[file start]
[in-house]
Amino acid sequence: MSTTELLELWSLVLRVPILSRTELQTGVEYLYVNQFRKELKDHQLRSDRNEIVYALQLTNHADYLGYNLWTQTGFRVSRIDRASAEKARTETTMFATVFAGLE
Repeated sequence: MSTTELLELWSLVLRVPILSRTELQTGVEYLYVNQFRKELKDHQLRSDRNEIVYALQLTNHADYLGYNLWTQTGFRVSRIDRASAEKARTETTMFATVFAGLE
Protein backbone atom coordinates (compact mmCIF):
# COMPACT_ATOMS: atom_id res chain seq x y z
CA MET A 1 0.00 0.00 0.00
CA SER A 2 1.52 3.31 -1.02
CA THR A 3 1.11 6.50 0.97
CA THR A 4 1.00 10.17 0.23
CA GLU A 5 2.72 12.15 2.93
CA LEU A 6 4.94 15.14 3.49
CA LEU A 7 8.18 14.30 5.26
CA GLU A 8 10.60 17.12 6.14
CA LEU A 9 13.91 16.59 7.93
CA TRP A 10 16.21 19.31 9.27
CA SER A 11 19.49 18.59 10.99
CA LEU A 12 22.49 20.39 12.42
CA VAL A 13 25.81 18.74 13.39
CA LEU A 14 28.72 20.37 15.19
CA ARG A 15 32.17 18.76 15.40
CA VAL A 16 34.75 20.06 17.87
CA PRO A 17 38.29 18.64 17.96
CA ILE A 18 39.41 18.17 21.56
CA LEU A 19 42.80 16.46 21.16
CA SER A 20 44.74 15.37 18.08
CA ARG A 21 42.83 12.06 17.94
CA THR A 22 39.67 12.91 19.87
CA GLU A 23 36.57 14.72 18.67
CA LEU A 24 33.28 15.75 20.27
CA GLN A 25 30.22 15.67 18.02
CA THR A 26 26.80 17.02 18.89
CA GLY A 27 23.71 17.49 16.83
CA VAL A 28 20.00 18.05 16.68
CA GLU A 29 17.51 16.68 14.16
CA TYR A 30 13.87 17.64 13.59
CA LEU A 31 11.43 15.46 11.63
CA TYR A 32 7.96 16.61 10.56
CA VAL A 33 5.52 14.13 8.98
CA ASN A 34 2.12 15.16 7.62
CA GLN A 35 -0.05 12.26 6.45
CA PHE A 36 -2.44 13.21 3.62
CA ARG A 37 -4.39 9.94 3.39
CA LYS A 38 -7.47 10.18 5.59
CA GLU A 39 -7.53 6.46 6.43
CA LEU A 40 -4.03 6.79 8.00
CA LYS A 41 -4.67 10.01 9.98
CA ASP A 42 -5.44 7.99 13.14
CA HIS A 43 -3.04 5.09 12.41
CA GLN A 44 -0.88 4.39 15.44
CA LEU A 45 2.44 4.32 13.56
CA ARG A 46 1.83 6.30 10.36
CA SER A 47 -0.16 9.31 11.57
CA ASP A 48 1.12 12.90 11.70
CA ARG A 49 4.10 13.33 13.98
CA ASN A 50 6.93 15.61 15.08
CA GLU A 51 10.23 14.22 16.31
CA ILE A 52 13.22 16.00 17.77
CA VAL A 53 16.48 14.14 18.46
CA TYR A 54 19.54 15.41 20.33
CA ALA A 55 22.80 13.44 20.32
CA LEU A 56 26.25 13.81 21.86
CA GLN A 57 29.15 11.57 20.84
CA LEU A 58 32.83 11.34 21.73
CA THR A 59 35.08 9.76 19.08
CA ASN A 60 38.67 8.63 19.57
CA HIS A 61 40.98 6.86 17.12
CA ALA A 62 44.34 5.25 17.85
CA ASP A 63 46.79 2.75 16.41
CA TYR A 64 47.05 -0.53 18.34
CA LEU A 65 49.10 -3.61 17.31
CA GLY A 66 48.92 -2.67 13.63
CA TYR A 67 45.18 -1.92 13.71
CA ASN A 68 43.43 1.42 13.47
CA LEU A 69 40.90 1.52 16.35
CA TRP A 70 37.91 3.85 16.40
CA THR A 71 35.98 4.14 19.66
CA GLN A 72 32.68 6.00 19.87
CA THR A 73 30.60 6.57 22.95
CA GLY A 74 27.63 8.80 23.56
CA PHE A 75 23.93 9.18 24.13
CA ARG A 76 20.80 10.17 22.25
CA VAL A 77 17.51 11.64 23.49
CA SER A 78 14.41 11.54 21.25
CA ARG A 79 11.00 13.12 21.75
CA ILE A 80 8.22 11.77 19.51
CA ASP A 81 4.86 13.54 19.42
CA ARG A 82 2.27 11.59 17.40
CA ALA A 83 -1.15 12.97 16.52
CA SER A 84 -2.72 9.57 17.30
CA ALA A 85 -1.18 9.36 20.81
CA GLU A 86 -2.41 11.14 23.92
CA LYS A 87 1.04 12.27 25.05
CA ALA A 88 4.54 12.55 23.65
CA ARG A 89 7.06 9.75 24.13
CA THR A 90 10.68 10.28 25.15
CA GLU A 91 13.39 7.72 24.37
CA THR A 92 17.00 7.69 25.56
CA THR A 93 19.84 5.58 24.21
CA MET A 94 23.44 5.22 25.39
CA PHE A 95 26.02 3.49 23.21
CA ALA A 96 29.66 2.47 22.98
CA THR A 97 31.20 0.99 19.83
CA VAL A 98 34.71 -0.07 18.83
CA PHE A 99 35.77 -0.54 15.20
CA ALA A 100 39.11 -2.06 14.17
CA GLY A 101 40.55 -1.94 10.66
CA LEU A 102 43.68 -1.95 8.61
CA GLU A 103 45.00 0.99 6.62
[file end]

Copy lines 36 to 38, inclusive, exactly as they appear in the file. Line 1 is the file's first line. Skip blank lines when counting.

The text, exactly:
CA LEU A 31 11.43 15.46 11.63
CA TYR A 32 7.96 16.61 10.56
CA VAL A 33 5.52 14.13 8.98